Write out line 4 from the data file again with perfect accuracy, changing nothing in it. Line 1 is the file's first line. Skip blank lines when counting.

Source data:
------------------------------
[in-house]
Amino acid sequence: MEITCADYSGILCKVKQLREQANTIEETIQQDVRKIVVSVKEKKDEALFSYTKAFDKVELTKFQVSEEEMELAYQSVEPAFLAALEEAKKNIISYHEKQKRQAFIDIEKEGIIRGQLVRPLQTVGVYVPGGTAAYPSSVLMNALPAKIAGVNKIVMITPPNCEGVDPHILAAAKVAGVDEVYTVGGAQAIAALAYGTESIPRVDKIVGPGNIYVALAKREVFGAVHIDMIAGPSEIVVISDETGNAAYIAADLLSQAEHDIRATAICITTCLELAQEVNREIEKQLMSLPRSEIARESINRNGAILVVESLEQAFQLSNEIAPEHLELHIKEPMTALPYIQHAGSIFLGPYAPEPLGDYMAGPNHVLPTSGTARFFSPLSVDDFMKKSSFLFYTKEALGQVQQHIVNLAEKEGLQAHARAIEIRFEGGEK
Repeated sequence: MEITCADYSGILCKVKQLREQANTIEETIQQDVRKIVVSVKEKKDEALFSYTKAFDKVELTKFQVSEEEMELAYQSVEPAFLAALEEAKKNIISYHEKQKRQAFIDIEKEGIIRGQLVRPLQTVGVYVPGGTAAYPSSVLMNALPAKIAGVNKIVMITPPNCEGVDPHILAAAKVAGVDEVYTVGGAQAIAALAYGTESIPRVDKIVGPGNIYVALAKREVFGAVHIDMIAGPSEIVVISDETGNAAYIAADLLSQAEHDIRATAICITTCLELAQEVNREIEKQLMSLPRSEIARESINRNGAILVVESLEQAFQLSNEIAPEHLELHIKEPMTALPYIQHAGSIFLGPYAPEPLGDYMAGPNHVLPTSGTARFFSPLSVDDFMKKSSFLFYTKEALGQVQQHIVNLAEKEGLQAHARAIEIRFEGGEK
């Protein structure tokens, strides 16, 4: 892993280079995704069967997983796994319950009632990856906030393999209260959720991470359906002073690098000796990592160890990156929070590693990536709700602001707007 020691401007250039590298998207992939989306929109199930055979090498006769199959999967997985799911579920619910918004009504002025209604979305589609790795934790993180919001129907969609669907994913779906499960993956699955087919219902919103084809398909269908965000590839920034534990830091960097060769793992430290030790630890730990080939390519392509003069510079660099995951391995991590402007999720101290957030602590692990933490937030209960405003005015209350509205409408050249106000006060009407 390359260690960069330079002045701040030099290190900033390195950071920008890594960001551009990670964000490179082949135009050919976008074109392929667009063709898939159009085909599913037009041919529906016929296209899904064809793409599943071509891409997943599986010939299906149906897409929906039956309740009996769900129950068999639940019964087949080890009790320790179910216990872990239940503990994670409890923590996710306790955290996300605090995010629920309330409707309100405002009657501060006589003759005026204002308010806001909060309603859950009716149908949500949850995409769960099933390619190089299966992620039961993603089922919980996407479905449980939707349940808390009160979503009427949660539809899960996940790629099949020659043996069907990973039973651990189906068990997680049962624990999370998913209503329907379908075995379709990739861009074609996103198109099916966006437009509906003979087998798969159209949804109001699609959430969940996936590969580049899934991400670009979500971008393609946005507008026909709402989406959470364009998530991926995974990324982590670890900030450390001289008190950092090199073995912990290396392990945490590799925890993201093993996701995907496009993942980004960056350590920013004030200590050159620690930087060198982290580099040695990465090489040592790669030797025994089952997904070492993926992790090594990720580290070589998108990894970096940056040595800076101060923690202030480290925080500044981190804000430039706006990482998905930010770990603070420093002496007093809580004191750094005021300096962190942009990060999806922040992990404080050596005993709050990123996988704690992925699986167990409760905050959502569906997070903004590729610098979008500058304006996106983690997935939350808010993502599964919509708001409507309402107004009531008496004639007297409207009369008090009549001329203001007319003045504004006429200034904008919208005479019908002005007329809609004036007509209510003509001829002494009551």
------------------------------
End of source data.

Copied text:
């Protein structure tokens, strides 16, 4: 892993280079995704069967997983796994319950009632990856906030393999209260959720991470359906002073690098000796990592160890990156929070590693990536709700602001707007 020691401007250039590298998207992939989306929109199930055979090498006769199959999967997985799911579920619910918004009504002025209604979305589609790795934790993180919001129907969609669907994913779906499960993956699955087919219902919103084809398909269908965000590839920034534990830091960097060769793992430290030790630890730990080939390519392509003069510079660099995951391995991590402007999720101290957030602590692990933490937030209960405003005015209350509205409408050249106000006060009407 390359260690960069330079002045701040030099290190900033390195950071920008890594960001551009990670964000490179082949135009050919976008074109392929667009063709898939159009085909599913037009041919529906016929296209899904064809793409599943071509891409997943599986010939299906149906897409929906039956309740009996769900129950068999639940019964087949080890009790320790179910216990872990239940503990994670409890923590996710306790955290996300605090995010629920309330409707309100405002009657501060006589003759005026204002308010806001909060309603859950009716149908949500949850995409769960099933390619190089299966992620039961993603089922919980996407479905449980939707349940808390009160979503009427949660539809899960996940790629099949020659043996069907990973039973651990189906068990997680049962624990999370998913209503329907379908075995379709990739861009074609996103198109099916966006437009509906003979087998798969159209949804109001699609959430969940996936590969580049899934991400670009979500971008393609946005507008026909709402989406959470364009998530991926995974990324982590670890900030450390001289008190950092090199073995912990290396392990945490590799925890993201093993996701995907496009993942980004960056350590920013004030200590050159620690930087060198982290580099040695990465090489040592790669030797025994089952997904070492993926992790090594990720580290070589998108990894970096940056040595800076101060923690202030480290925080500044981190804000430039706006990482998905930010770990603070420093002496007093809580004191750094005021300096962190942009990060999806922040992990404080050596005993709050990123996988704690992925699986167990409760905050959502569906997070903004590729610098979008500058304006996106983690997935939350808010993502599964919509708001409507309402107004009531008496004639007297409207009369008090009549001329203001007319003045504004006429200034904008919208005479019908002005007329809609004036007509209510003509001829002494009551």